The Many Faces of Spider-Man is a feature, posted the second Monday of every month, that explores the Marvel Multiverse and the many Spider-Men/Peter Parkers who dwell within.
This month in The Many Faces of Spider-Man, we step away from the comics medium and instead focus on the realm of animation as we visit Earth-26496. The Spectacular Spider-Man, an animated program and developed by Victor Cook (Hellboy: Blood and Iron) and the incomparable Greg Weisman (Gargoyles, Young Justice) made its grand debut in March of 2008 and though it only ran for two seasons it became a cartoon worthy of its spectacular title and offered a compelling vision of the titular character and the world he inhabits.
Unlike previous animated versions of the character, this Peter Parker was younger, a high school sophomore going to a midtown Manhattan magnet school along with his best friends Harry Osborn and the geeky blonde Gwen Stacy. Also, unlike many iterations, this Peter Parker’s transformation into our web slinging hero has already occurred at the beginning of the series and in the first episode Peter had been fighting crime for several months, long enough to learn the full names of the more repetitive of his repeat offenders like the duo of Flint Marko and Alex O’Hirn, who would eventually become the supervillains Sandman and Rhino respectively.
Rhino being changed from a Russian mercenary to two-bit thug was only one of many alterations Weisman and Cook made to the characters in the series. Montana from the Enforcers was merged with the Shocker, and Fancy Dan from the same group eventually took on the moniker Ricochet, a once-used alter ego of Peter Parker from the comics. Mysterio and the Tinkerer started off as hired help of the Chameleon, and Silver Sable went from Balkan mercenary to the daughter of criminal kingpin Silvio Manfredi.
But of all the villainous changes, the most significant is probably the changes made to Eddie Brock. This version of Brock has known Peter his entire life, their families having been close friends and their fathers were business partners who died in the same accident, just like in the “Ultimate Spider-Man” comics. Eddie isn’t a journalist, but is instead a young college student working in Dr. Connors’ lab. His close relationship with Peter is an interesting change and makes watching the relationship disintegrate because of Peter’s dual life (and a small romantic triangle between him, Gwen, and Peter) a really compelling thing to watch.
The more things change, the more they stay the same, however. Peter still suffers while trying to balance his responsibilities, whether it’s debating between getting a paying job at the Daily Bugle or the unpaid internship at Doctor Connor’s lab or between pursuing his friend Gwen Stacy or the cheerleader Liz Allan. As always Peter knows he has a responsibility to the world to suit up and fight crime despite the strain it puts on his relationships and professional life.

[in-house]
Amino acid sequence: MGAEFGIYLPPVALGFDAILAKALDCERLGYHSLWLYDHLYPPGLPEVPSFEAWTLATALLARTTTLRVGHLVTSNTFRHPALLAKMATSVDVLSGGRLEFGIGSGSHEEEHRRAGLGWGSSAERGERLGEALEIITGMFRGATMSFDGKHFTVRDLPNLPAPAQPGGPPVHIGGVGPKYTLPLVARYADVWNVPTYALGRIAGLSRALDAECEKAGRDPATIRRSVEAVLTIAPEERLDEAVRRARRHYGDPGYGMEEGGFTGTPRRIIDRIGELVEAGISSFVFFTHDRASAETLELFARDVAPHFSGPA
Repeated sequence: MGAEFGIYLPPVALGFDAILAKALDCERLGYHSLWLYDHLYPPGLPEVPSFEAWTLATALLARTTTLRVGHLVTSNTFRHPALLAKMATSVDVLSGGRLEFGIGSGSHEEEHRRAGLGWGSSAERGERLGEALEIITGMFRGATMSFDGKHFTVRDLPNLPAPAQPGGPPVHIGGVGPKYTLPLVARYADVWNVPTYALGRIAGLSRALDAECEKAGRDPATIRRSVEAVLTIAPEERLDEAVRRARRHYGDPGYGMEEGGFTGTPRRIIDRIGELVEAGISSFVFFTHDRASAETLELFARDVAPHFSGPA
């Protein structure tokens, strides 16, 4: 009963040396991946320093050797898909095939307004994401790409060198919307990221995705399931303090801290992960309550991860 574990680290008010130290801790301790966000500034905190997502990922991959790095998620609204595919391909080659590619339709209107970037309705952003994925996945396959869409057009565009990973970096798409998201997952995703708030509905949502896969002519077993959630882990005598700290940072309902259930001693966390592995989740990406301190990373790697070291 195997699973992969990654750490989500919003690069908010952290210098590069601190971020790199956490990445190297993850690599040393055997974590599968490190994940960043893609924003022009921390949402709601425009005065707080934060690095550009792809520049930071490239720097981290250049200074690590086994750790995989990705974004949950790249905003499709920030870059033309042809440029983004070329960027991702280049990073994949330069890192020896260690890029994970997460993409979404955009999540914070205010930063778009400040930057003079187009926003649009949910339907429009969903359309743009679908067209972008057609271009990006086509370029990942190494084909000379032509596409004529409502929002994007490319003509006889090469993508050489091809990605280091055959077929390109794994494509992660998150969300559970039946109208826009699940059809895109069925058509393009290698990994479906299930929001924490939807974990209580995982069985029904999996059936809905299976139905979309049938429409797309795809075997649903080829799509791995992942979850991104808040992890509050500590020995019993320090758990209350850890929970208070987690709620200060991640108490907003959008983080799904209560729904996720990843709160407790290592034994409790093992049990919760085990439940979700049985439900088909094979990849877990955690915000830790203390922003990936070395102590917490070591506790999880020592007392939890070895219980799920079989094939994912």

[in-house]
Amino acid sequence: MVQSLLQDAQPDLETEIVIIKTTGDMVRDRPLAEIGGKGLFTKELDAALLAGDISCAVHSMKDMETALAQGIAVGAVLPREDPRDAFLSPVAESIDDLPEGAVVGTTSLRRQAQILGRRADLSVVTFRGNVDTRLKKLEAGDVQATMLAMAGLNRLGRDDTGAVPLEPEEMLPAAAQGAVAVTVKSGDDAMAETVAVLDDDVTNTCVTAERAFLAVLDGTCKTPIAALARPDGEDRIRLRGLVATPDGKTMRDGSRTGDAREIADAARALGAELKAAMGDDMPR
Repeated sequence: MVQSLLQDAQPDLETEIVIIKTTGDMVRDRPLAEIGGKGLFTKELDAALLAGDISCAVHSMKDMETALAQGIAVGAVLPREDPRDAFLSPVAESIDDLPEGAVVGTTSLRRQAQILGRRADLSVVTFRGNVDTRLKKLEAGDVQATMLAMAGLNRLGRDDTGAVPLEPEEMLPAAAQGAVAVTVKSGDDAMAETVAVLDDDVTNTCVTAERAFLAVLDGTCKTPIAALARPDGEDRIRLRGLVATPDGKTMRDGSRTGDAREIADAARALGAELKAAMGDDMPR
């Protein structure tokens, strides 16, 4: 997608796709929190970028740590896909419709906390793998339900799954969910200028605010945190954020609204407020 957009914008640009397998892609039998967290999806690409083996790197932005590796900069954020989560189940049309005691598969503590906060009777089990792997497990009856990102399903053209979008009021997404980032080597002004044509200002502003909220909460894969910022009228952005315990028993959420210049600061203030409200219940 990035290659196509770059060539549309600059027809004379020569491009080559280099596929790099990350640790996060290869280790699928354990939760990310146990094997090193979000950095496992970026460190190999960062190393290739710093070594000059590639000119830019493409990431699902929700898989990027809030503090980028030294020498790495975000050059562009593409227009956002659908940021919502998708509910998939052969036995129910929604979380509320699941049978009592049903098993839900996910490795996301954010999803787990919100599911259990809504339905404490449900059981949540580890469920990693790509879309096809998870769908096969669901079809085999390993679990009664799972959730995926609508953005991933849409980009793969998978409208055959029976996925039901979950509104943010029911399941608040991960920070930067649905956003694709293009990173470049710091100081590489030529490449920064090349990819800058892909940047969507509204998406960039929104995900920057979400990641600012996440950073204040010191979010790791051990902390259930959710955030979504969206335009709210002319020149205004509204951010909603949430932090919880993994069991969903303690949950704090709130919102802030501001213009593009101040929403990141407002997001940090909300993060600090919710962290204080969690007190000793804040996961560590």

They’re hard questions without easy answers, and the supporting characters don’t have a lot of time to help him work them out. Everybody seems to have their own story going on: from Harry Osborn’s quest to become the most popular kid in school to Aunt May’s romance with her doctor and new career writing cookbooks. The amount of effort put into fleshing out even the minor background characters is really remarkable, and it’s made even more so when you realize that even the most minor background characters are often major characters in the main Marvel continuity.
The blonde cheerleader is Sally Avril, originally a one-shot character who shot Peter down in Amazing Fantasy #15. Those two cops who show up everywhere are Officers Jeanne DeWolf and her Earth-616 killer Stan Carter. The demolitions expert with one line is Hydro-man, the redhead in a Santa cap is Cletus Cassidy, the kid in class who never manages to get a word in edgewise is the Prowler, and on and on and on. They all come together to create a rich universe with character arcs that stretch across seasons, not just episodes, and left audiences eager to see what would come about with the third season.
Unfortunately, it wasn’t to be. The show was cancelled as Sony transferred the rights to produce Spider-Man cartoons back to Marvel shortly before the Disney acquisition in 2009, while maintaining ownership of Spectacular Spider-Man itself. This left the cartoon in a limbo where neither Disney nor Sony could continue the series without the permission of the other and instead Disney ultimately opted to create their own version, Ultimate Spider-Man, and move on.
It’s a disappointing end, but in a strange way there is good news to be found in it. Because Marvel does not actually own Spectacular Spider-Man or Earth-26496, this version of Peter Parker is completely safe from the harvesting being undertaken by Morlun in the current Spider-Verse event, or likely any future event. It may never be finished, but it will always be safe.